|Contribute a translation||Source (English)|
How dreary the vastness of the universe would appear to us
without the light Thou sheddest upon it.
How soon, at the hiding of Thy countenance,
would all that charms our vision wither and all flesh decay;
but Thou art beneficent,
and carest for the beings to whom Thou hast given existence.
For their sake Thou daily renewest Thy work,
and, so wisely directest it,
that it transcends not the limits Thou hast assigned thereto.
The refulgent luminaries and the dew-drop
equally benefit the earth and its inhabitants.
The surging billows and the piercing wind
influence alike the abode of man.
Therefore have the creatures of Thy love
come before Thee for thanksgiving;
for under Thy paternal guidance
was this country gladdened
with exuberance of food.
Thou didst cover us under Thy protecting wings,
and at thy rebuke pestilence hied away.
Thus providentially shielded,
we found energy to apply the mind to high callings.
The vast fields of science were tended,
and they rewarded human endeavors.
General knowledge was diffused,
and the institutions of public education received adequate support.
Thou hast also, O God!
vouchsafed to bless the precious inheritance of our fathers.
Thou hast enlarged,
and greatly enhanced its value
in the eyes of the world.
Oh, may we every revolving year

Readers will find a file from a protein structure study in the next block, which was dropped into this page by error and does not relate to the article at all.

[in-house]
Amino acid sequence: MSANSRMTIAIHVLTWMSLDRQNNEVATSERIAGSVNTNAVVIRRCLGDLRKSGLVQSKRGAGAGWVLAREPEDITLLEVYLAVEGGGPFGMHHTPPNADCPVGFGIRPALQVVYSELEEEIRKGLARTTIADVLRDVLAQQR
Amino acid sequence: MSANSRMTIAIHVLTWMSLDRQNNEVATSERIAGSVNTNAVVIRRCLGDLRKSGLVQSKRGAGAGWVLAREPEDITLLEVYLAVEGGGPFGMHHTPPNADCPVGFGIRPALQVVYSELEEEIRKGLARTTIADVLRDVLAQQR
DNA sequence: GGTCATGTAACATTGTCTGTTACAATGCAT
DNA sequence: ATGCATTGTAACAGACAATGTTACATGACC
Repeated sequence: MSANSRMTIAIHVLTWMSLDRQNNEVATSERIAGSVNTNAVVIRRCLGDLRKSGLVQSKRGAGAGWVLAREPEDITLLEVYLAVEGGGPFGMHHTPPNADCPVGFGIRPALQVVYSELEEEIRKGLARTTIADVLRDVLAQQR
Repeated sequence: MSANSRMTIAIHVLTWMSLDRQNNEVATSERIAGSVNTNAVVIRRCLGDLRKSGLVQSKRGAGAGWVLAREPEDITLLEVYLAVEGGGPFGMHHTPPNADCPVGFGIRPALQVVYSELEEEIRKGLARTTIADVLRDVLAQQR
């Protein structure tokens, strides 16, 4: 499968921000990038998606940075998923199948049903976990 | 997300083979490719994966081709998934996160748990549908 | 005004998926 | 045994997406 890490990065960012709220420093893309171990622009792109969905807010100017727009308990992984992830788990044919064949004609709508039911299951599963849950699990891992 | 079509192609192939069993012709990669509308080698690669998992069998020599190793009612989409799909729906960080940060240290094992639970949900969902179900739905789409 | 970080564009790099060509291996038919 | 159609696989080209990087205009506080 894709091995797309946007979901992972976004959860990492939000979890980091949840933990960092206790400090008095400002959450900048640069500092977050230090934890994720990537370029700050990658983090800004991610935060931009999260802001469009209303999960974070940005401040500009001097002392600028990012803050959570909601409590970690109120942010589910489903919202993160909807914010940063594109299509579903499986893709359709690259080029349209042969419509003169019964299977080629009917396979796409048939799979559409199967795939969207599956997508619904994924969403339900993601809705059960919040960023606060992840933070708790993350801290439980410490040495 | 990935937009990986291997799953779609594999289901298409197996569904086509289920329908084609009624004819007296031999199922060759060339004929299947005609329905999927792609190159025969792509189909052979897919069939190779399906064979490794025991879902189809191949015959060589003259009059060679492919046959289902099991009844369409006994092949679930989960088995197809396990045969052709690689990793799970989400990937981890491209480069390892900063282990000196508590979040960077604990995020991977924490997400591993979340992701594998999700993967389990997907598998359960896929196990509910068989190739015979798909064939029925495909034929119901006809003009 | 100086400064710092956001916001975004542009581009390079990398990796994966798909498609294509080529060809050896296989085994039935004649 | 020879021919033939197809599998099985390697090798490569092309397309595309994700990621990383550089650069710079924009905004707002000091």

exult over the attainment of the same blessings;
over the health and plenty we enjoyed;
over the freedom granted to all men of North America,
and over the peace of the Union.
And now we beseech Thee, O Lord!
to inspire us with brotherly love,
that we may be drawn together
into one indissoluble bond.
Uphold the counsel of our rulers,
that it may be directed to the work of human civilization.
Endow our Chief Executive with wisdom
to frustrate the schemes of evil doers,
and with capacity to fulfill the longings of the good.
And may the boon of civil and religious liberty
hasten the day when Thou shalt be acknowledged
the only King and Lord in heaven and upon earth.
This prayer by Rabbi Sabato Morais was offered (possibly for Thanksgiving Day) in conclusion to a sermon delivered at some point prior to its printing in The Philadelphia Inquirer on 8 December 1865. It was preserved by Rabbi Morais in his ledger (page 24, clipping 030), an archive of newsclippings recording material he contributed to the press, among other announcements. (Many thanks to the Library of the University of Pennsylvania for helping to make this resource accessible.) Above the clipping, Rabbi Sabato has written, “Andrew Johnson proved anything but a worthy successor to the sainted Abraham Lincoln.”
“Prayer for the United States after the Civil War, by Rabbi Sabato Morais (8 December 1865)” is shared through the Open Siddur Project with a Creative Commons Attribution-ShareAlike 4.0 International copyleft license.
Works of related interest:
Prayer for the United States on a Civic Fast Day to avert Civil War, by Rabbi Sabato Morais (26 September 1861)
Prayer for the Protection of the Commonwealth of Pennsylvania after the Battle of Gettysburg by Rabbi Sabato Morais (4 July 1863)
Prayer for the United States on a Civic Fast Day during the Civil War, by Rabbi Sabato Morais (30 April 1863)
Prayer for the United States on Thanksgiving Day during the Civil War, by Rabbi Sabato Morais (24 November 1864)
Prayer for the United States on Thanksgiving Day on the First Day of Ḥanukkah during the Civil War, by Rabbi Sabato Morais (28 November 1861)